- Architects: Sasaki Architecture, Atelier O
- Location: 36-13 Wakamatsuchō, Shinjuku-ku, Tōkyō-to 162-0056, Japan
- Architect In Charge: Ryuichi Sasaki, Rieko Okumura
- Area: 760.0 m2
- Project Year: 2016
- Photographs: Takumi Ota
- Design Team: Ryuichi Sasaki, Rieko Okumura, Gen Sakaguchi, Michal Rogozinski, Anna Kwapien
- Producer: Hidetaka Gonai / Modelia Co.,Ltd.
- Light Design: Natsuha Kameoka / Lighting Sou
- Sign/Graphic: Yoshinari Takahashi/ YTRO DESIGN INSTITUTE
- Contractor: Magome Construction Company
- Building Management: Alpha Management & Partners Co.,Ltd.
- Client: Nobumitsu Ohashi / Shukou Kensetsu Co.,Ltd.
From the architect. This project in the Wakamatsucho section of Tokyo’s Shinjuku district transformed an office building into shared housing, where residents have private bedrooms but share common areas, kitchens, and bathrooms. Although the neighborhood is located near universities and busy shopping streets, it has a peaceful atmosphere all its own. When designing a shared house in this area, we gave particular consideration to the type of people who might gather and live there.
Shared housing has proliferated in Japan in recent years, primarily drawing residents who seek interaction with their co-inhabitants as opposed to the cheaper rents that typically attract people to shared living arrangements in Western countries. For a project in this particular type of neighborhood we envisioned a harmonious, cultured environment in which individuals with similar interests and tastes would gather and inspire one another. The forms and colors of the building are designed to create opportunities for this type of interaction.
The existing entryway was left almost unchanged, while the building’s four levels were clearly divided according to function, with the first and second floors serving as private zones, the ground floor as a public zone, and the third rented out as offices independent of the shared house. The circulation plan allows residents to access their own rooms without passing through the public zone, which means that they are able to choose between spending quiet time individually or interacting with other residents even though they are living in a shared house.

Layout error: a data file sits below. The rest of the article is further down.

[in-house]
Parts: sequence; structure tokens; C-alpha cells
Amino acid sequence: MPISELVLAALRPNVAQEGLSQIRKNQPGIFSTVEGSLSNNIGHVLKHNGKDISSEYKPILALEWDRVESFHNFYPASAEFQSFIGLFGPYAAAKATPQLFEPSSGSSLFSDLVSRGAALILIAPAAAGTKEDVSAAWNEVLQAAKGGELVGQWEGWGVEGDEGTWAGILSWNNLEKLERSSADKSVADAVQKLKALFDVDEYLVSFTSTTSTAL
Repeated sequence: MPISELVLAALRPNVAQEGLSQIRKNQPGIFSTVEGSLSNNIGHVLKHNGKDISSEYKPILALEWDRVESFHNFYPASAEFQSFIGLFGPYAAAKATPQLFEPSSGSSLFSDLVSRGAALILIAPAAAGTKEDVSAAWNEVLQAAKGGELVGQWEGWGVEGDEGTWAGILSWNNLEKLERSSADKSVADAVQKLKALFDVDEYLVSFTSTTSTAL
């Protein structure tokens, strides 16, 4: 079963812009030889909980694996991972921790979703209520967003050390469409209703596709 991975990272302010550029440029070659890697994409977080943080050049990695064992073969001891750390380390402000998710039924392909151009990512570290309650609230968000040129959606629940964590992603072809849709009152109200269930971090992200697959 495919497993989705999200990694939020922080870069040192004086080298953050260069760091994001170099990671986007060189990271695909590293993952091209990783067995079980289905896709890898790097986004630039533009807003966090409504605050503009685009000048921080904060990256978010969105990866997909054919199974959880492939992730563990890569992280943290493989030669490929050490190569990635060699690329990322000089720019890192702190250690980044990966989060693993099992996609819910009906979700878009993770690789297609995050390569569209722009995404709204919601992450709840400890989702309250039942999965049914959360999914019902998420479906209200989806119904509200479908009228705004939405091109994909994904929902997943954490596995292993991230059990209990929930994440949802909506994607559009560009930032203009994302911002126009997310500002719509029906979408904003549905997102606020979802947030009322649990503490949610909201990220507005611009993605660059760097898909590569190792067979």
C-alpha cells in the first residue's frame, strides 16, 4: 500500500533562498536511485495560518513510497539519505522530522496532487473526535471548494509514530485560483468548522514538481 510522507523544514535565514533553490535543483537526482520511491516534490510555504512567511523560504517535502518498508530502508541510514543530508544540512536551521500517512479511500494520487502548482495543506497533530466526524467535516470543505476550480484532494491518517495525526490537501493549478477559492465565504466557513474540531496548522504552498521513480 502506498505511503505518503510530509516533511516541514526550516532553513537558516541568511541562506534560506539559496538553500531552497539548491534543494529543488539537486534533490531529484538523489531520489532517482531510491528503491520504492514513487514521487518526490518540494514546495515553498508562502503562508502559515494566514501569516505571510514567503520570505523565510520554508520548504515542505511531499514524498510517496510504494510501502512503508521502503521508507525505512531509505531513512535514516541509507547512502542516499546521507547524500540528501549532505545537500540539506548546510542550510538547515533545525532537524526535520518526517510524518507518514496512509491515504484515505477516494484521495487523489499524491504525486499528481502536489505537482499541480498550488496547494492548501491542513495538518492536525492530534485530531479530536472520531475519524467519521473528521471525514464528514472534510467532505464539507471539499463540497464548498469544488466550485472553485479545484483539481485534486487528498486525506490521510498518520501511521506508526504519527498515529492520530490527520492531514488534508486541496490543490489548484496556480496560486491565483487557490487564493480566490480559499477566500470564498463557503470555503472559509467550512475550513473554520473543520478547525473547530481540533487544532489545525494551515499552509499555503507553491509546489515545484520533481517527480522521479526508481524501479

The interior design employs basic geometric forms, with circular furnishings and light fixtures on the first floor and square ones on the second floor. On the first floor, which is close to the ground, green is the key color, while on the second, which is closer to the sky, it is blue. These differences, we hope, will allow potential residents to select a room near others who share similar tastes, loosely connecting them once they move in. However, in recognition of each residents’ individuality, the colors of the bedroom interiors and doors vary slightly in intensity, representing the differences that exist between individuals despite their similar tastes.
The ground-floor lounge is designed around a theme of lines connecting one individual to another. It is composed of a kitchen, dining area, shower room, and other shared spaces that serve as sites for interaction. Vertical, linear lights hang from the center of a ceiling covered in metal mesh, symbolizing people gathered together. A large table where people can sit together, window-side counters, low tables, sofas, and a tatami mat area provide choice in how and where to sit within this public zone.